Parnell plan to adjust oil taxes could cost Alaska millions

Richard Mauer

JUNEAU -- By changing the calculation of oil taxes from a monthly to an annual basis, Gov. Sean Parnell's new oil tax bill would cost Alaska between $100 million and $200 million a year, Revenue Commissioner Bryan Butcher told a Senate committee Wednesday.

If oil prices are particularly volatile, the cost to the treasury would be even greater, Butcher told the Senate Resources Committee as it opened hearings on the measure. Had Parnell's tax changes been in place in 2008, a year of exceptional price instability, the treasury would have collected $600 million less than it did, he said.

The money that would be lost solely through the change in calculation period is in addition to the estimated $2 billion a year that Parnell wants to save for the oil industry by lowering tax rates when oil prices and profits go up. Parnell said the state's tax regime, put into place in 2007, robs oil companies of the incentive to drill wells and will result in less future production on the North Slope and a premature shutdown of the trans-Alaska oil pipeline.

Some senators and House members lining up to oppose the tax changes say the administration's required fiscal notes failed to account for all the costs in the complicated bill, including the losses attributable to the proposed annual collection period.

"It was disturbing to not see it in the original fiscal note," said Rep. Les Gara, D-Anchorage, who attended the Senate committee hearing as a spectator. The provision has nothing to do with targeting new exploration, he said.

"This falls into the category of money we just give the oil companies to take home with them," he said.

The House Resources Committee heard the measure first as House Bill 110 and passed it by a 7-2 vote at the end of February. It's due to be heard next by the House Finance Committee.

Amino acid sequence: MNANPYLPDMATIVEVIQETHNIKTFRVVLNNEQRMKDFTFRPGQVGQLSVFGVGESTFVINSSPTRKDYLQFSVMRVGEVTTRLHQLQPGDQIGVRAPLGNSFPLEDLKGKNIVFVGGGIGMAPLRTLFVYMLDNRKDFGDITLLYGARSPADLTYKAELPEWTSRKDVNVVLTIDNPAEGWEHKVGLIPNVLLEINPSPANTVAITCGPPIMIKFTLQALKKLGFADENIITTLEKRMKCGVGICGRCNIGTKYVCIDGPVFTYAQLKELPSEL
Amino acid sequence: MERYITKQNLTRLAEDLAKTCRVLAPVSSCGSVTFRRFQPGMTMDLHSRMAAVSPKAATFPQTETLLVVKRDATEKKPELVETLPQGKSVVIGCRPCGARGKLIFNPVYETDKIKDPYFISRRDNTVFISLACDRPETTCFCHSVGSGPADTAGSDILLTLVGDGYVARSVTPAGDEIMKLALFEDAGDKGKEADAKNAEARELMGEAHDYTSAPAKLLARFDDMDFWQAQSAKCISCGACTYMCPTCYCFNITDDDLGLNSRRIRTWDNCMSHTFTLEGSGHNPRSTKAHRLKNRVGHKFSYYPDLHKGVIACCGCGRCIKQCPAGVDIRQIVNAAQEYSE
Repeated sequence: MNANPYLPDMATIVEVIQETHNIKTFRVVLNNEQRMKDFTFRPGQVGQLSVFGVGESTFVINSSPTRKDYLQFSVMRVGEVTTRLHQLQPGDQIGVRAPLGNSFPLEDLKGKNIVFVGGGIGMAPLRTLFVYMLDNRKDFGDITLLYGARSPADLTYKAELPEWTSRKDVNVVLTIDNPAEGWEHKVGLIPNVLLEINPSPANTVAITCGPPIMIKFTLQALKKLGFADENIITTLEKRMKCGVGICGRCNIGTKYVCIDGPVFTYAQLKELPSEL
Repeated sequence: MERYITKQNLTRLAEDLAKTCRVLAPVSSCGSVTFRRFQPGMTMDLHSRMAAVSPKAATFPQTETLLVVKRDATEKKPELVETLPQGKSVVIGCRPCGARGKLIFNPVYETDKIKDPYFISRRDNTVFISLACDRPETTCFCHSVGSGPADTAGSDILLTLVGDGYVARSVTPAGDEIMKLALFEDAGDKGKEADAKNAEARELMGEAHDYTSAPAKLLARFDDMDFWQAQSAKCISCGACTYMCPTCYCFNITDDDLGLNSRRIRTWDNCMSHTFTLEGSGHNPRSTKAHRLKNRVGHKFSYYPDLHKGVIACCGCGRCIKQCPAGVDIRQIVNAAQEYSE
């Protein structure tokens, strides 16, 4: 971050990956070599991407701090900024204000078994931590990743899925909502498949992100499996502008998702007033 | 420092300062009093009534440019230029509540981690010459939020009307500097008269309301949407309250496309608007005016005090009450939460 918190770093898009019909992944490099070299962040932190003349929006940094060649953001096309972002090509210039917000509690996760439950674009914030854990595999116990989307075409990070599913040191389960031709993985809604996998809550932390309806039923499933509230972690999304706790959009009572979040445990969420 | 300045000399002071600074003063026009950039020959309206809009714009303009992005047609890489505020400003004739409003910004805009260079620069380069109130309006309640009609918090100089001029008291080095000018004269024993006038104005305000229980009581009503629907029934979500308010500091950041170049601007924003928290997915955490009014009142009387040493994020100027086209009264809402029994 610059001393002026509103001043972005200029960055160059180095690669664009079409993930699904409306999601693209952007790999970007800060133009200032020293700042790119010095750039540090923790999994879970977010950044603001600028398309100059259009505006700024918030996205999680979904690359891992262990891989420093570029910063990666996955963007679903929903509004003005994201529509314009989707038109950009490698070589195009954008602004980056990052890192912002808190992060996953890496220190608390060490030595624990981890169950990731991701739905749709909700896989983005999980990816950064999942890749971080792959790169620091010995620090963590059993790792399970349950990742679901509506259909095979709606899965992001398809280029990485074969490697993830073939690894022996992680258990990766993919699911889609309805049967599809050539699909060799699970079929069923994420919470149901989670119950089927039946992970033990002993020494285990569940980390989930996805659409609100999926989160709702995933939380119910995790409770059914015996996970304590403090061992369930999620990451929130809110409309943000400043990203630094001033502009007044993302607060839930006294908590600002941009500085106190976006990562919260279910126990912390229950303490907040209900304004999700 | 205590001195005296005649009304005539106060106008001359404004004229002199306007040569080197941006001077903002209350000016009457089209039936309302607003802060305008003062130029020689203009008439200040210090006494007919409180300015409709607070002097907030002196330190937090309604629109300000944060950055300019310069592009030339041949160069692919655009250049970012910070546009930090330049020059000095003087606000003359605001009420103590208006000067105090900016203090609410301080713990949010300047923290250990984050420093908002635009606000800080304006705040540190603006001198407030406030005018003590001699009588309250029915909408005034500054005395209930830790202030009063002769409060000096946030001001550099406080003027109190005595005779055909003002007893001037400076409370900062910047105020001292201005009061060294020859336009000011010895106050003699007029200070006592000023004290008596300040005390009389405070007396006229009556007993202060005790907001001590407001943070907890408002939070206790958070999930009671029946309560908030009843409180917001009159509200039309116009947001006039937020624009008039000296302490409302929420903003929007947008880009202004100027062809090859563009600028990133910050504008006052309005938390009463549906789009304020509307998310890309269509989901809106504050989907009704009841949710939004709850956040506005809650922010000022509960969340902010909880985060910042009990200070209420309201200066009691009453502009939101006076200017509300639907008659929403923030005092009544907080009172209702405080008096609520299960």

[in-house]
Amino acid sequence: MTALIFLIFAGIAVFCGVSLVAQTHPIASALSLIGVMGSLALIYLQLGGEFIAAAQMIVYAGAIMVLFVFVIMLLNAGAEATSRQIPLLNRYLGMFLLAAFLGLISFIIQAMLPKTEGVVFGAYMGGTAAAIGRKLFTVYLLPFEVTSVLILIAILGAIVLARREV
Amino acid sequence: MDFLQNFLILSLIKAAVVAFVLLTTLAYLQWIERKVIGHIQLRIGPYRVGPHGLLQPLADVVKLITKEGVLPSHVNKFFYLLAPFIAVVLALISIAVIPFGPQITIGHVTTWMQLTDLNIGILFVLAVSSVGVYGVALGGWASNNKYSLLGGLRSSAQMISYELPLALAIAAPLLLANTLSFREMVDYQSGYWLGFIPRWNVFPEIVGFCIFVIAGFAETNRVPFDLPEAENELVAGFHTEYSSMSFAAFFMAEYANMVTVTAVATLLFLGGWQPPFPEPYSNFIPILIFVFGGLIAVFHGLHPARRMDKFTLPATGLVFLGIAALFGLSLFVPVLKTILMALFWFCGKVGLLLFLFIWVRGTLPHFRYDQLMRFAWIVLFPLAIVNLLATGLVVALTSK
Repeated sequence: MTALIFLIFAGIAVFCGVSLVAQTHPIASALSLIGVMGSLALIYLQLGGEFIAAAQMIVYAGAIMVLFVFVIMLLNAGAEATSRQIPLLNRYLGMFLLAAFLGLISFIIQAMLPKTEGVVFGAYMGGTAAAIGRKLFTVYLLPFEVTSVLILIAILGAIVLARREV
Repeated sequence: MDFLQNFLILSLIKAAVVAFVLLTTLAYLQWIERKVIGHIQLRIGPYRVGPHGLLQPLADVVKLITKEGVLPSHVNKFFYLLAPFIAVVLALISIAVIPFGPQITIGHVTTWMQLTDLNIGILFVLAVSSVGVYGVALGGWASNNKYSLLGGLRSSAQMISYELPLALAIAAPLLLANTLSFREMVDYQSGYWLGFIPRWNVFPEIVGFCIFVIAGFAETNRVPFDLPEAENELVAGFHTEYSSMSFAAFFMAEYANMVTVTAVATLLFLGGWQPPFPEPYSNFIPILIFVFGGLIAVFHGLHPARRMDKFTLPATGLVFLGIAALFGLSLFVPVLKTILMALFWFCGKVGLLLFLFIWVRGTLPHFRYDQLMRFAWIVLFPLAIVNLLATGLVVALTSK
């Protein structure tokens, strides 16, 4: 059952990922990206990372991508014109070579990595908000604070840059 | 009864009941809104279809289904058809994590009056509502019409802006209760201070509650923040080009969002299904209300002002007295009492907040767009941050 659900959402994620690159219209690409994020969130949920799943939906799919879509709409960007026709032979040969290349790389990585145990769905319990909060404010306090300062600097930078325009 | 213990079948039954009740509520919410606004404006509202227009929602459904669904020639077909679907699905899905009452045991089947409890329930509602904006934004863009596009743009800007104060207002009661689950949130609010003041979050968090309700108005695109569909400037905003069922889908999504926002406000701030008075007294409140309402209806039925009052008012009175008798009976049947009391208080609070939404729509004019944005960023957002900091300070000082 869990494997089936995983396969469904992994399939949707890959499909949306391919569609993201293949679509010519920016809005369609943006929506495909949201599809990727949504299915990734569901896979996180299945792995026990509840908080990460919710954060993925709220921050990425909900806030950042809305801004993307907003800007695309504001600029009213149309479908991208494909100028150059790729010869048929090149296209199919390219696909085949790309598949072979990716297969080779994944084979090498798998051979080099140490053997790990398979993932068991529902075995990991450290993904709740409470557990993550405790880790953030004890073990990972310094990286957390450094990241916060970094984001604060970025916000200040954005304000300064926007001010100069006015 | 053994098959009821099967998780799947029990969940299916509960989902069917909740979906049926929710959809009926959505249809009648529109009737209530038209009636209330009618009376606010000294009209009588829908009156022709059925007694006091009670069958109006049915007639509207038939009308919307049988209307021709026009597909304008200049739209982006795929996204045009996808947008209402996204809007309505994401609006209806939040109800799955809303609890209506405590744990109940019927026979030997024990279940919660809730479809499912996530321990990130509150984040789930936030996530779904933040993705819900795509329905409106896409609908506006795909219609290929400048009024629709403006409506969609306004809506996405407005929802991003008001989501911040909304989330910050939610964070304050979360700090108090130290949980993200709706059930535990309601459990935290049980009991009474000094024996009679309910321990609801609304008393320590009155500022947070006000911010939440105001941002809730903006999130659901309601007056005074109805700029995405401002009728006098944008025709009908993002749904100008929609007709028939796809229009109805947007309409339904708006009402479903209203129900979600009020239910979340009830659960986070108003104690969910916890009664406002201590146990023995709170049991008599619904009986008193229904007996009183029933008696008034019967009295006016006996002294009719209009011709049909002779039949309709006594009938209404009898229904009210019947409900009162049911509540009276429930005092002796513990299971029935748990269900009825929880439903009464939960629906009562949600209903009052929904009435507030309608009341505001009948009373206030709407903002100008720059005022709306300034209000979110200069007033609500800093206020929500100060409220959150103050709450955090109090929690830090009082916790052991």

In the Senate, where the measure is facing tougher opposition than in the House, it goes by Senate Bill 49. The bill was introduced simultaneously in both chambers, but the Senate is several weeks behind the House in addressing it.

In his testimony to the Senate Resources Committee, Butcher said the change from month-to-month calculations wasn't included in the fiscal notes because of the impossibility of predicting month-to-month oil prices for the next decade.

Sen. Bill Wielechowski asked him to look at it another way: what would the state have lost if the governor's plan had been in effect starting in 2008? "I believe for 2010 and 2009, it would be just $100 million less by doing it yearly than doing it monthly," Butcher said. "2008, which was the most volatile year for oil prices in history, was considerably higher, I believe it was around $600 million."

Given those numbers, Butcher said, the change would likely average out to between $100 million and $200 million a year over the next decade.

Wielechowski, an Anchorage Democrat, said in an interview after the hearing that Butcher's numbers were larger than those estimated by his Senate staff. In any event, the cost should have been in the fiscal notes, he said.

"It affects the administration's credibility when it does something like that," he said.

The 2007 tax scheme -- ACES, or Alaska's Clear and Equitable Share -- changed Alaska's oil taxes from a production tax to a progressive tax based on oil prices.

When prices rise, the tax rate increases. If prices spike in a given month or two and then decline, the tax rate in that month would have been higher, so even if the price averages out over a year, the state's share would be greater if the tax was calculated on a monthly basis.

Wielechowski said that in passing ACES, the state gave up a minimum tax on production, risking getting nothing in oil taxes if prices collapsed. In return, the state benefits along with industry when prices are high, as they have in the last few years.

"We lost our low-end security, but in exchange for doing that, we got more at the top end," Wielechowski said. "Now we're giving away the profits at the high end."

Alaska's treasury is almost entirely dependent on oil taxes. The state is enjoying a multi-billion dollar surplus at a time when many other states are wallowing in deficits.

Parnell's law wouldn't eliminate the progressive tax, but it would reduce the percentage increases as oil prices rose. The governor has scheduled a news conference for this morning, where's he expected to defend his tax plan in light of recent bipartisan criticism, primarily in the Senate. The measure is at the top of his legislative agenda.

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